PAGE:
The visitor has been supposed to stand on the ledge of rock immediately in front of the caves, after having passed the rough building which serves as an entrance. So situated, the first object which presents itself to him is this inscription on his right hand, deeply graven in the rock in the old Cinghalese character, differing but little from the character now used. The inscription itself occupies a space about six feet broad, and four in height. It commences by describing in the usual eastern style the monarch whose actions it records, Kriti Nissanga. He is stated in it to be "an invincible warrior," to be endowed with "might, majesty and wisdom," and to be "like the placid moon, radiant, with cheering and benignant qualities." These necessary preliminaries being ended, it proceeds to inform us that his subjects having been impoverished by inordinate taxes, he enriched them by relinquishing his revenue for five years, and by granting to them lands and cattle. It then asserts that besides all this, he rendered all those who cultivated jungle, and thus increased the quantity of cleared land, exempt from all taxation for a considerable period-a provision strikingly wise and excellent. The remainder of it, as being less tedious and redundant, I shall quote entire. "He (Nissanga) also made it a rule that when permanent grants of land may be made to those who had performed meritorious services, such behests should not be evanescent, like lines drawn upon water, by being inscribed on leaves, a material subject to be destroyed by rats and white ants, but that such patents should be engraved on plates of copper so as to endure long unto their respective posterities.
"Thrice did he make the circuit of the island, and having visited the
* Part 4, p. 255.
villages, the towns, and the cities, and having explored the places difficult of access, the fastnesses surrounded with water, the strongholds in the midst of forests, and those upon steep hills, he had as precise a view of the whole as if it was an amlaca (a kind of prism) on the palm of his hand, and such was the security he established, as well in the wilderness, as in the inhabited places, that even a woman might traverse the country with a precious jewel, and not be asked, what is it? When he had thus ensured safety in the island, he longed to engage in war, and twice dismayed the kings of Paandi,* and having accepted the royal maidens, and also the elephants and horses, with other tributes of homage which they sent him, he formed friendly alliances with such of the princes of Choda, of Gowda, and of many other countries as duly appreciated his good will, but by his personal valour struck terror into those who esteemed not his friendship; and he caused princesses to be brought to him from each of those countries, with other tributes of homage, and as then there remained no hostile kings throughout Dambadiva to wage war against him, he tarried at Rammisseram, where he made donations of balanced weights, consisting of valuables, and thus enriched the poor and satisfied the needy. He then caused obelisks of victory formed of stone to be set up as lasting monuments, and having built a devale consisting of five divisions, departed thence with his army, composed of four regular bodies, and returned to Ceylon. Then reflecting that albeit he had no enemies here, he might possibly encounter enemies hereafter, he caused alms-houses to be erected in many places in Dambadiva, as well as in this island, and caused alms to be distributed constantly. He also caused gardens and fields to be cultivated and dwellings for priests to be formed upon the hill Rankohokalooheene, wherein is situated the cave of Dambula Sena.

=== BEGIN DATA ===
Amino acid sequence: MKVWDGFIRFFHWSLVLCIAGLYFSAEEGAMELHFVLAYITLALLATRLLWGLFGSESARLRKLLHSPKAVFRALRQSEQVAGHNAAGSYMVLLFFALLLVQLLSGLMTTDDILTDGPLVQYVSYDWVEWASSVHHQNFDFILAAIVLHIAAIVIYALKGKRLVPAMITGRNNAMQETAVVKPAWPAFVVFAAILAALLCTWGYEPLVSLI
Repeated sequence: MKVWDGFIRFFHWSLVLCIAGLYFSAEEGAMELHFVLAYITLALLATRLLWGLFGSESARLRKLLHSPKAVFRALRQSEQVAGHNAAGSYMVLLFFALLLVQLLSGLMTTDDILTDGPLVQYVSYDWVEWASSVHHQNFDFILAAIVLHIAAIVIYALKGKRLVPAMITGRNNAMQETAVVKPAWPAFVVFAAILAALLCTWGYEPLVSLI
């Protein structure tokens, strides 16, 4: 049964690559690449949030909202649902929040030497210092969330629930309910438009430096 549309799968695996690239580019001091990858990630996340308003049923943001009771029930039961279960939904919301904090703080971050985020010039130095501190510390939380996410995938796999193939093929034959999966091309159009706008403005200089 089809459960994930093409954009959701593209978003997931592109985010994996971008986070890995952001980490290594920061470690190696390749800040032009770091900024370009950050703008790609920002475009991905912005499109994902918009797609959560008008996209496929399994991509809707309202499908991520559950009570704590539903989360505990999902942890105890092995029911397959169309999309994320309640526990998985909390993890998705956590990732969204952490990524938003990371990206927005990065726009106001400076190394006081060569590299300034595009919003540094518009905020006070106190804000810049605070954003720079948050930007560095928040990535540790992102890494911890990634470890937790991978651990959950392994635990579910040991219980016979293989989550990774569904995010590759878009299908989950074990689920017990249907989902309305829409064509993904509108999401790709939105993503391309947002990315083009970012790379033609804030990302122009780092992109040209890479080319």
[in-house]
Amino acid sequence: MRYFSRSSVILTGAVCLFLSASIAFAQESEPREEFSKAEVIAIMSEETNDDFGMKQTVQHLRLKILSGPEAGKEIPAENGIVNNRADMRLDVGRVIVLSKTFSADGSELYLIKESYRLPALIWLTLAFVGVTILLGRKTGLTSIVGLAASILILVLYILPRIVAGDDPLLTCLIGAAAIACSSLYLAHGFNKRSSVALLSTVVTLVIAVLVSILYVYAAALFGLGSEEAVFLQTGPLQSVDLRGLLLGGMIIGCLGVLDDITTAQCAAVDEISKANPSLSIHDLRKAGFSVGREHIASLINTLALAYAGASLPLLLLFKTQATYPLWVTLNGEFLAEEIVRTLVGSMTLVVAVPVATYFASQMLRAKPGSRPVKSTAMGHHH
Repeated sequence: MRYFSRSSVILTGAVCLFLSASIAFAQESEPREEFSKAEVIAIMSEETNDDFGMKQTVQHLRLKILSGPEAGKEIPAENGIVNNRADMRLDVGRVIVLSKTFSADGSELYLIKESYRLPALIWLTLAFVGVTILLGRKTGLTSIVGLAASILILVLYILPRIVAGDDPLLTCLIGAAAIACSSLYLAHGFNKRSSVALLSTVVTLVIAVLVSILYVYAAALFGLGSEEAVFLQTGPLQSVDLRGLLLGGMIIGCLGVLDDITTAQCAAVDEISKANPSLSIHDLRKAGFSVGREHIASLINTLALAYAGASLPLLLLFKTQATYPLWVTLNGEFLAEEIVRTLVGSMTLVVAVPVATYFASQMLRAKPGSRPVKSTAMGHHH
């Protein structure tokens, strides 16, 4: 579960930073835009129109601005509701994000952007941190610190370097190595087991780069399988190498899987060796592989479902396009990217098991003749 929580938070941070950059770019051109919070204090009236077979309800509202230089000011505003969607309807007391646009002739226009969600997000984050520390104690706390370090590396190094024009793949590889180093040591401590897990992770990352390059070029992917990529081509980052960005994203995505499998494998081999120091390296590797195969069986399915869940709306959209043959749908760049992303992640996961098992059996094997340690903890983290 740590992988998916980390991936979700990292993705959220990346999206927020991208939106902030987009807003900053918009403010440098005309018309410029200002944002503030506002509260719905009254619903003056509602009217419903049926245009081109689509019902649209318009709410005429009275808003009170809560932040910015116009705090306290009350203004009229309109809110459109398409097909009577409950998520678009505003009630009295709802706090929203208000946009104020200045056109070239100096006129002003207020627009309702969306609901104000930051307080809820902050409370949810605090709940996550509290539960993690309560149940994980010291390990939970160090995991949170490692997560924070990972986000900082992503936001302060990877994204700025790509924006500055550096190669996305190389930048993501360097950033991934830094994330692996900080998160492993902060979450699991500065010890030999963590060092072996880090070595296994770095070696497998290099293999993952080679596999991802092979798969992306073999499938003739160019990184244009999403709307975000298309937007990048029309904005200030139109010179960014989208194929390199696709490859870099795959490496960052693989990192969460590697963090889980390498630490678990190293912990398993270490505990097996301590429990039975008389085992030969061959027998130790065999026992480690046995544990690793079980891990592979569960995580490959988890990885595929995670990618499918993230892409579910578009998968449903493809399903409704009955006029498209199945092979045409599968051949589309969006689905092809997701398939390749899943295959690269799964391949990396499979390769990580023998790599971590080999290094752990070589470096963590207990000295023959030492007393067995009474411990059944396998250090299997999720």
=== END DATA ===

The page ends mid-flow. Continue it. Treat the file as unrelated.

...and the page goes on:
"Having a perfect knowledge of the doctrines of Buddha, he promoted the cause of religion, and also the interests of science; he restored the ruined fanes, and the roads which were destroyed in consequence of the calamities which had befallen the land, during former reigns, and rebuilt the wihares in the city of Anuradhapura, in Kelania, Mewooyone and many other places; he expended vast riches, and within this wihare he caused to be made seventy-two statues of Buddhu, in the recumbent, the sitting, and the standing posture, and having caused An ancient kingdom on the Coromandel coast. Its capital was Madura.
them to be gilt, celebrated a great puja at the cost of seven lakhs of money, and as is thus recorded upon this stone, gave to this cave the name of Swarna Giriguhaaya,” (i. e. the cave of the golden mountain.) Such are the contents of the lengthened inscription which prominently strikes the eye of the observer on first advancing to the caves of Dambool, and the picture which it gives us of the government of Ceylon in the twelfth century is far from contemptible. The caves themselves are five in number-the first three stretching from east to west, are the older, and the more laboured structures, the remaining two, forming an obtuse angle with the others, being much more recent and comparatively insignificant. The excavations are separated from each other partly by remaining portions of the rock, and partly by artificial walls, and they stretch into the heart of the mountain to various distances from fifteen to one hundred and thirty feet. The ground plan of them which I annex will perhaps give a better idea of their relative positions than a mere description.
In height they vary from ten to thirty feet, being generally more lofty at the entrance, and gradually decreasing in height as they advance into the rock. The cave usually called the first, as being the first the visitor reaches, is also the most easterly, and is but a few yards distant from the inscription just treated of. It is called the Maha-Deva-Devale, (the temple of the great god,) the title not referring to Buddhu, of whom there is a gigantic colossal statue in the cave, but to Vishnu, a statue of that deity also placed in it being considered of superior sanctity. On entering the Maha-Deva-Devale, the visitor at first sees but little difference between it and the interior of the other wihares scattered in such profusion over our island. It is not till his attention is directed to the fact that the gigantic recumbent image before him is a portion of the rock around that he becomes sensible of the peculiar nature of the cavity in which he stands. The figure of Buddha is forty-seven feet long, his head rests in the usual manner on his right hand, the right arm being bent beside him, the hand again rests on a pillow, in which is apparent the impression supposed to be made by the weight of his head and arm-the whole being cut out of the solid rock around, together with the bed on which he lies. Being rather doubtful of this fact of which the priest had just informed me, and being anxious to be certain about the matter, in a moment of thoughtlessness, I knocked